Now is the time to start planning for the next series of unexpected events. We know that doesn’t sound like “fun,” but it is necessary, like planning for a hurricane and other weather disasters. No one knows when and where the next disaster will happen, but we do know it will. The same is true for the nonprofit sector: “disaster” is often lurking around the corner.
Traditionally, the board of a well-established nonprofit will focus on governance, oversight, and fundraising, and the boards of start-ups are more “hands on.” In these times, we suggest that all boards work closely with the executive director and staff to make sure the organization can persist in the most urgent of times. Here’s a public secret: You can’t leave this solely in the hands of the executive director, because one of the emergency situations could be the abrupt departure of this individual!
We have all learned a lot from COVID-19. The question today is, what will we do with what we have learned, and how are we preparing for more of the unknown such as a natural disaster or a major recession. The next disruption could be something as “simple” as your key fundraising person resigning – whether they be a volunteer or staff; or as mentioned above the abrupt departure of your executive director or CEO. In all cases a “business continuity plan” can help.
Such a plan should include your critical operations: those that are community focused, as well as your critical internal operations that underlie all other operations. Think about data backup systems, internet connectivity, generators, telecommunications, banking and financial operations, and the buildings you operate out of. It should also include updated contact information for all board members, staff, and critical volunteers. Importantly, your continuity plan should outline the types of emergencies your organization may face – things we don’t want to think about such as a mass shooting, kidnapping, embezzlement, fire, terrorism, civil unrest….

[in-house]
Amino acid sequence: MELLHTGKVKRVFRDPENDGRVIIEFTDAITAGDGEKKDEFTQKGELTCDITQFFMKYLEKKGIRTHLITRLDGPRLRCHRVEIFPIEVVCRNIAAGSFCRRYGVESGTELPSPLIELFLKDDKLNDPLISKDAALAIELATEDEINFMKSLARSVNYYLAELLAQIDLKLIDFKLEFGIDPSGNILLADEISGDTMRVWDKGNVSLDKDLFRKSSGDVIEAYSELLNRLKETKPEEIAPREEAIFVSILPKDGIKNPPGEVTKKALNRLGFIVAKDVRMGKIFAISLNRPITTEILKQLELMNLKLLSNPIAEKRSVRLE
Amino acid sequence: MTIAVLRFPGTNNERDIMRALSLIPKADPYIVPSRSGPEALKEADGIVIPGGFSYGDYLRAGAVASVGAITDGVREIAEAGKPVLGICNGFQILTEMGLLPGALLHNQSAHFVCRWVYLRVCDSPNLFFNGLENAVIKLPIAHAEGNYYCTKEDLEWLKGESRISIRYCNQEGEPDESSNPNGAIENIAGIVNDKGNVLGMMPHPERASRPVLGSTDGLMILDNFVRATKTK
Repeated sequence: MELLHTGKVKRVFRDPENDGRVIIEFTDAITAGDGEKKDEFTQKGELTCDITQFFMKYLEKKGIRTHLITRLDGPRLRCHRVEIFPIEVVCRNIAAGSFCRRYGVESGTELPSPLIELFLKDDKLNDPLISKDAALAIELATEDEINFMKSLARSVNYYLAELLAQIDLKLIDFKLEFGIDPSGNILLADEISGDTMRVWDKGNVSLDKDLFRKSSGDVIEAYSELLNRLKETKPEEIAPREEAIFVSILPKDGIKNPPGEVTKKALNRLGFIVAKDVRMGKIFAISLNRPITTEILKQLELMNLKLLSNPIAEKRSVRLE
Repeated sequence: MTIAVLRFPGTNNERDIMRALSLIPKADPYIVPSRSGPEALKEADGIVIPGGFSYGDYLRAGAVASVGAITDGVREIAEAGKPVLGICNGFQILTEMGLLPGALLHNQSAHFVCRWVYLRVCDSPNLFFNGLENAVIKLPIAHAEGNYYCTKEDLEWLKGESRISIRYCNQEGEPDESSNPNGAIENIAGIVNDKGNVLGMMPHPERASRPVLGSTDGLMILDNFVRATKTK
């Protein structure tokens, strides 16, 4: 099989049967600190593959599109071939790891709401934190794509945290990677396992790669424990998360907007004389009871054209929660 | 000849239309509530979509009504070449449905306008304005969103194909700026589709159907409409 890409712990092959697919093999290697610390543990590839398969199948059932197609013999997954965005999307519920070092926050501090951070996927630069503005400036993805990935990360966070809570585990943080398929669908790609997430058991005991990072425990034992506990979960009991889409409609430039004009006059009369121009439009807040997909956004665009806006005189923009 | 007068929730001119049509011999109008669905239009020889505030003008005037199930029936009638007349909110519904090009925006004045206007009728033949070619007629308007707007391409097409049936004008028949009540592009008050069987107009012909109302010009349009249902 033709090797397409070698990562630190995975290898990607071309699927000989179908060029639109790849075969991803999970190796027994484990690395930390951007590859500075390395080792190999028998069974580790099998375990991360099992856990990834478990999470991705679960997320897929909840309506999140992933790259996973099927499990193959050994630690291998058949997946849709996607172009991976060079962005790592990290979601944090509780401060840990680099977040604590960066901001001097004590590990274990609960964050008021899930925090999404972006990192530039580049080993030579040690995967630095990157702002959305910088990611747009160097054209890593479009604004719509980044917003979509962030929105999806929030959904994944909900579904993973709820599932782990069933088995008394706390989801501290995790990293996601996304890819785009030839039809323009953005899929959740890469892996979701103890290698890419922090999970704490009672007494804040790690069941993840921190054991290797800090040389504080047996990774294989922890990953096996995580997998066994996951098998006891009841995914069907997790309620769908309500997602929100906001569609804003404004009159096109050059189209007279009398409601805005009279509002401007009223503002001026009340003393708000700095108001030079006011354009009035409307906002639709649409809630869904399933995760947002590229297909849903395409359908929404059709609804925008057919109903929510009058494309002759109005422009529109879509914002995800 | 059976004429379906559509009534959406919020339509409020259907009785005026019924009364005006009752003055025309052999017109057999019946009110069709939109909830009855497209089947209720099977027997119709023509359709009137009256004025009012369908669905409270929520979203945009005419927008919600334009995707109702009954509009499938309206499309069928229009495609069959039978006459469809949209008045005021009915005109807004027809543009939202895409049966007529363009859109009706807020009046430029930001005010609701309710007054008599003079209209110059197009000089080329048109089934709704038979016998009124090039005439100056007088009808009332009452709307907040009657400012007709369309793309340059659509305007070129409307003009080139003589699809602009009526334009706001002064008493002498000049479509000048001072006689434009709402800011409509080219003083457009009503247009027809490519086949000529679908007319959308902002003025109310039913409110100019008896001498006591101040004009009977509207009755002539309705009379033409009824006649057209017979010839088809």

There are a lot of things that can go wrong: that is part of life. That’s why board members and the executive director need to keep their eyes open and understand the importance of planning for the unexpected. This includes making a commitment to what we are each willing to do, beyond providing guidance and oversight. Board members may need to play roles traditionally filled by staff. That could be providing bookkeeping or human resources services, serving as an interim executive director, or getting on the phone and personally calling the individuals and families you serve or advocate for. Emergency preparation should include identifying the skills of those on the board who can step up to back up staff when needed.
Your nonprofit may not have the luxury of waiting for a new staff person to be recruited: there may be times when board members are called upon to step up in what was a staff role.
None of us like thinking about the unthinkable, but we may better survive if we do.
Copyright 2022 – Mel and Pearl Shaw of Saad&Shaw – Comprehensive Fund Development
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